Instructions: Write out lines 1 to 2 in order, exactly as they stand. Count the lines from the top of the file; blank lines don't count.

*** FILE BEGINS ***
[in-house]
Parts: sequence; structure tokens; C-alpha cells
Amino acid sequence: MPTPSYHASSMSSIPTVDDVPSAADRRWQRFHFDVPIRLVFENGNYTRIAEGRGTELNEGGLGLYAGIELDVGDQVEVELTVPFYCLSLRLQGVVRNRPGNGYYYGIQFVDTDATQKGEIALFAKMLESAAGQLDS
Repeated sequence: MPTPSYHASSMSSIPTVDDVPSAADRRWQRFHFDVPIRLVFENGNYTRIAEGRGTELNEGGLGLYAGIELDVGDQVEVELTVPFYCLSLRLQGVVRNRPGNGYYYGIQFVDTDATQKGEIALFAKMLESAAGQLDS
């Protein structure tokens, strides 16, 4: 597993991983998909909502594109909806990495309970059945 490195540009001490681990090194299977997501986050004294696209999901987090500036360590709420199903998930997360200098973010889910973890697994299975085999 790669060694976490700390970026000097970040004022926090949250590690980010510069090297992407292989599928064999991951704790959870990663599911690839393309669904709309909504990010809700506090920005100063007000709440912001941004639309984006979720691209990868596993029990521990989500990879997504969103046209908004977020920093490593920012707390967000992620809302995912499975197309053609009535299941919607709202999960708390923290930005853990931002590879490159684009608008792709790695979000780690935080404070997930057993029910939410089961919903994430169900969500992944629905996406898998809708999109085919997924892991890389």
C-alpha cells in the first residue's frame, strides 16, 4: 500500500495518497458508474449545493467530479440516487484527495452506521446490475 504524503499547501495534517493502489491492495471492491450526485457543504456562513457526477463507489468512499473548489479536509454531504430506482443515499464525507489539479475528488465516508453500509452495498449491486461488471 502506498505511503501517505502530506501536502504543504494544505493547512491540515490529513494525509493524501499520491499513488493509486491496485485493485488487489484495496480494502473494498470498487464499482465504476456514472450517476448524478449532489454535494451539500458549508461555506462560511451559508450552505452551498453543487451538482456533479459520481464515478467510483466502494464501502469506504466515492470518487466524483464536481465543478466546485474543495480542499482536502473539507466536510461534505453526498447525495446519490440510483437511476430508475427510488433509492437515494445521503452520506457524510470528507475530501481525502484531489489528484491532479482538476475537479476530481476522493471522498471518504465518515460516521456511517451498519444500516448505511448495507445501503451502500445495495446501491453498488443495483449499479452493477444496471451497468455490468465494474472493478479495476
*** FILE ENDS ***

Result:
[in-house]
Parts: sequence; structure tokens; C-alpha cells